Have Privacy Controls Turned De-friending into an Antiquated and Pointless Hobby?

Posted: May 17, 2012 in Uncategorized

When this blog got off the ground almost a year and a half ago, I set out to de-friend 500 people. In the time since the blog fizzled, I’ve come to realize that de-friending might no longer be necessary at all when you think about it in practical terms.

I guess privacy controls were in place when I started this narcissistic endeavor, but it seems like they must have been harder to access or just not very popular. A lot of people were writing about how facebook had become too much of a behemoth in their lives and how they were cutting friends or scaling back on their stalking in an attempt to limit the all-encompassing influence that was the book. Sixteen months later and it seems that a lot of these fears have been skillfully addressed by facebook itself. And yet we might not even be conscious of this. 

My biggest frustration with facebook back then was that, as much as I realized its benefits from a utilitarian standpoint, I couldn’t stand all its excess/clutter. In simple terms, the issue broke down to this: I might have wanted to peruse a long lost female classmate’s scantily clad photos for a few moments every other month, but I did not want to deal with incessant updates about said woman’s wedding planning or hear about what mediocre meal she was cooking on a given evening. I guess the privacy controls existed, but they seemed much less accessible and even if they were more accessible than I realized, they seemed to be underutilized at best.

In time, though, limiting the access of others became ubiquitous.

In what seemed like one fell swoop, people were shutting down access to their photos, walls, and status updates. Which, of course, raised a critical question: what the hell was the point in being on facebook at all? And I’m not just talking about the people who began to selectively limit the access of particular individuals. I’m talking about the people who began to limit the access of ALL of their friends. I mean, I get why you might not want your high school chemistry teacher to see that time you were 19 and tagged while rolling a blunt at Bonnaroo, but to so indiscriminately block the entirety of your virtual community from seeing anything other than a profile pic of your family on its annual ski trip and a work e-mail address seemed a disingenuous way of reducing your digital footprint. Like, if you’re gonna bounce from the book, bounce from the book, but spare us the bullshit. If I want to see that your still an accountant in Detroit, I can stalk the shit out of you on linkedin. That’s why that shit was invented.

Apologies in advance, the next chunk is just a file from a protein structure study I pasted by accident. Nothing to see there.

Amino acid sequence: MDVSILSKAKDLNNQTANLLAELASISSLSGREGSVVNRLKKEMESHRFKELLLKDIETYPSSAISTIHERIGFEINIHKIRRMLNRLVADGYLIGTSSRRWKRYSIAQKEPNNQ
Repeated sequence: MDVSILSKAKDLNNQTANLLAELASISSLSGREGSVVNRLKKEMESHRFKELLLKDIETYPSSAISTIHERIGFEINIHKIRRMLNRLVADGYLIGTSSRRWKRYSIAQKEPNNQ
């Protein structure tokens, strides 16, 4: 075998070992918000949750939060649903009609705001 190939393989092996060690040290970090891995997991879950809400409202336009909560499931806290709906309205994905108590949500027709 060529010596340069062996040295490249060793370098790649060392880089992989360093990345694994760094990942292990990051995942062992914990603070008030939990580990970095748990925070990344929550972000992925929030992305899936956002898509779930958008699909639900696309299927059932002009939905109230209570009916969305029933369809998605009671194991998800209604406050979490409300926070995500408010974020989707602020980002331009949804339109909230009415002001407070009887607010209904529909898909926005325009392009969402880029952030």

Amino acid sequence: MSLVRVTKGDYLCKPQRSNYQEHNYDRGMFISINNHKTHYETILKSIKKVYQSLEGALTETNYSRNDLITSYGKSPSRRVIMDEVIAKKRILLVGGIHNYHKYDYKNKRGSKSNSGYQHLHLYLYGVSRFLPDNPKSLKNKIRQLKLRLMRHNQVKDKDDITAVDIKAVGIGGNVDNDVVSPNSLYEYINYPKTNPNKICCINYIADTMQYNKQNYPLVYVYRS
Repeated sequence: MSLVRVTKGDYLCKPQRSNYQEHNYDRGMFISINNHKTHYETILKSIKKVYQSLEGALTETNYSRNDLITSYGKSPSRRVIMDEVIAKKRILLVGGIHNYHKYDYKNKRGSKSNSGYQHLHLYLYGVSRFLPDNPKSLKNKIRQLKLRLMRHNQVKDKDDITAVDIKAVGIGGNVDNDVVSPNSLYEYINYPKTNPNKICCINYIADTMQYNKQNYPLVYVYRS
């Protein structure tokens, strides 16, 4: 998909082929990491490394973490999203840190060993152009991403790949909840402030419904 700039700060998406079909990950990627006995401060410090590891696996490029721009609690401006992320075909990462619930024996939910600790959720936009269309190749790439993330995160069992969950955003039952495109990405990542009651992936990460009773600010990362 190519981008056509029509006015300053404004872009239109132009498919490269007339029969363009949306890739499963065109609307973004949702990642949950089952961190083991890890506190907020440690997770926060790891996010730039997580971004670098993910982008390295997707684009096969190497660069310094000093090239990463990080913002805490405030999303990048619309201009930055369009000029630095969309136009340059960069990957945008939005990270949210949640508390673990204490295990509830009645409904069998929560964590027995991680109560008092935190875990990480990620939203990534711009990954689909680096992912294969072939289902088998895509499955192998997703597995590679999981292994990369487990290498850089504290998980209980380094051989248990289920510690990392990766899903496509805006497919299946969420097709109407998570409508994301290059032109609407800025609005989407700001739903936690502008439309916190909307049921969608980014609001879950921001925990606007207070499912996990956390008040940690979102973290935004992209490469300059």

It quickly became apparent that limiting everything to everyone was tantamount to a newfound form of virtual free riding. Because, as I said, if you really wanted off of the book, you could just get off the book. These free riders, though, still wanted to scope photos from generic hotty’s Nantucket vacation album. They just wanted to do it with the safety of not having the girls from the album realize that their virtual stalker was now engaged, 30 pounds heavier than when they were casual friends in college, and hadn’t been tagged in nine months, since their life had become way less cool. 

My theory is that Facebook figured this out and realized that to fix this problem, they actually had to make their privacy controls easier and more intuitive. Now, on the face of things, this approach would appear counterintuitive. Why would facebook make it easier for people not to see as much information on facebook? Wouldn’t that be diametrically opposed to the very purpose of the site in the first place? The short and long answer in my opinion is no. Ya see, by making it easier to limit people’s access, he forced people to be more thoughtful about who, when and why they limit access. Whereas at the beginning of the privacy control era all the rage was on a sort of all or nothing approach, now people can be far more discriminating and nuanced in their use of these restrictive settings. And this, in turn, leads to less blanket uses of the privacy settings.

Perhaps even more significantly in terms of this blog’s content, I theorize that it also led to markedly fewer outright de-friendings.